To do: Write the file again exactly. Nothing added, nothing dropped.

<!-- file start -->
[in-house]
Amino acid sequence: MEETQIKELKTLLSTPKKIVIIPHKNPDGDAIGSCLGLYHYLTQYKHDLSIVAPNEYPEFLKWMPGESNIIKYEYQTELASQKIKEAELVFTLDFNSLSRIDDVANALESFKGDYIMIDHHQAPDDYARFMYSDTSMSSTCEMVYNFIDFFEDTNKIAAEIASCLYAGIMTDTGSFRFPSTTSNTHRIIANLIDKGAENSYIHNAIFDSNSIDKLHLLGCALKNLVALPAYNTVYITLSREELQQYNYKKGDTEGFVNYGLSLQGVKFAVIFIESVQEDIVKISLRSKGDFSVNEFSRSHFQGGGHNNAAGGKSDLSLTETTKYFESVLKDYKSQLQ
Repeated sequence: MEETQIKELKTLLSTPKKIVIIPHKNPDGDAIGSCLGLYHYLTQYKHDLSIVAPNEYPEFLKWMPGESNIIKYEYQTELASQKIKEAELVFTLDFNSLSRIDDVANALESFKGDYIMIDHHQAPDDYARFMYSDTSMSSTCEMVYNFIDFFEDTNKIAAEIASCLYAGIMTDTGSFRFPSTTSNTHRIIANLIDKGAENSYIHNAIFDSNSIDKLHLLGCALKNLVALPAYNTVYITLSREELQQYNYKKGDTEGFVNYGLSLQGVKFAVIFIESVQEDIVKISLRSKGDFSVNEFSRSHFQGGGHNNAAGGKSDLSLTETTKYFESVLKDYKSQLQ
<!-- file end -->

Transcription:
[in-house]
Amino acid sequence: MEETQIKELKTLLSTPKKIVIIPHKNPDGDAIGSCLGLYHYLTQYKHDLSIVAPNEYPEFLKWMPGESNIIKYEYQTELASQKIKEAELVFTLDFNSLSRIDDVANALESFKGDYIMIDHHQAPDDYARFMYSDTSMSSTCEMVYNFIDFFEDTNKIAAEIASCLYAGIMTDTGSFRFPSTTSNTHRIIANLIDKGAENSYIHNAIFDSNSIDKLHLLGCALKNLVALPAYNTVYITLSREELQQYNYKKGDTEGFVNYGLSLQGVKFAVIFIESVQEDIVKISLRSKGDFSVNEFSRSHFQGGGHNNAAGGKSDLSLTETTKYFESVLKDYKSQLQ
Repeated sequence: MEETQIKELKTLLSTPKKIVIIPHKNPDGDAIGSCLGLYHYLTQYKHDLSIVAPNEYPEFLKWMPGESNIIKYEYQTELASQKIKEAELVFTLDFNSLSRIDDVANALESFKGDYIMIDHHQAPDDYARFMYSDTSMSSTCEMVYNFIDFFEDTNKIAAEIASCLYAGIMTDTGSFRFPSTTSNTHRIIANLIDKGAENSYIHNAIFDSNSIDKLHLLGCALKNLVALPAYNTVYITLSREELQQYNYKKGDTEGFVNYGLSLQGVKFAVIFIESVQEDIVKISLRSKGDFSVNEFSRSHFQGGGHNNAAGGKSDLSLTETTKYFESVLKDYKSQLQ